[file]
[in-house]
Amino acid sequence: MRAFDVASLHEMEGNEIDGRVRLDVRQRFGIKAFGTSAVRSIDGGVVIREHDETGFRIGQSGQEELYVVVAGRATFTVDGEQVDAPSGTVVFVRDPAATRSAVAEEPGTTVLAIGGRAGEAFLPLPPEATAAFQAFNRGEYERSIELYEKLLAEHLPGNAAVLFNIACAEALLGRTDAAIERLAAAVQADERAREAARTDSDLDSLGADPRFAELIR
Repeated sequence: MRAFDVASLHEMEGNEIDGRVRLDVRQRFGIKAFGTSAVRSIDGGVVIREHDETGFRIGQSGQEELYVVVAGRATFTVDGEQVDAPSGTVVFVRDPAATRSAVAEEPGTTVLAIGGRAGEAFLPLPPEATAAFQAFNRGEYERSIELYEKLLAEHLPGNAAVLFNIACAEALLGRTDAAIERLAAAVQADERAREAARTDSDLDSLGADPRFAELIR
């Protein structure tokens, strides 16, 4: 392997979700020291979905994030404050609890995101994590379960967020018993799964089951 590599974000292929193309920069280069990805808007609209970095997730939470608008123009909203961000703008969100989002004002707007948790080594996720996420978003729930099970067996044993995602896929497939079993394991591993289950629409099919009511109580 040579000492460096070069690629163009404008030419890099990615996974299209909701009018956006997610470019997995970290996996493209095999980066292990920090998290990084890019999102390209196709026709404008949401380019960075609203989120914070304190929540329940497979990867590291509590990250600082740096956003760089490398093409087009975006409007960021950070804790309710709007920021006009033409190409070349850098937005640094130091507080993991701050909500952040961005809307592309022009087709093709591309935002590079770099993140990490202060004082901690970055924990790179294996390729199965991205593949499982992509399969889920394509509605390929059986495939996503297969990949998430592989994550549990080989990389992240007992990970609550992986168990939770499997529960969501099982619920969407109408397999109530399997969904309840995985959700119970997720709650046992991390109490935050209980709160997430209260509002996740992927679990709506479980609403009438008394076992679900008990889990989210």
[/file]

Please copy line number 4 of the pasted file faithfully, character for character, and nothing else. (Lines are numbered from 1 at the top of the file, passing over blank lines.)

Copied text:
């Protein structure tokens, strides 16, 4: 392997979700020291979905994030404050609890995101994590379960967020018993799964089951 590599974000292929193309920069280069990805808007609209970095997730939470608008123009909203961000703008969100989002004002707007948790080594996720996420978003729930099970067996044993995602896929497939079993394991591993289950629409099919009511109580 040579000492460096070069690629163009404008030419890099990615996974299209909701009018956006997610470019997995970290996996493209095999980066292990920090998290990084890019999102390209196709026709404008949401380019960075609203989120914070304190929540329940497979990867590291509590990250600082740096956003760089490398093409087009975006409007960021950070804790309710709007920021006009033409190409070349850098937005640094130091507080993991701050909500952040961005809307592309022009087709093709591309935002590079770099993140990490202060004082901690970055924990790179294996390729199965991205593949499982992509399969889920394509509605390929059986495939996503297969990949998430592989994550549990080989990389992240007992990970609550992986168990939770499997529960969501099982619920969407109408397999109530399997969904309840995985959700119970997720709650046992991390109490935050209980709160997430209260509002996740992927679990709506479980609403009438008394076992679900008990889990989210």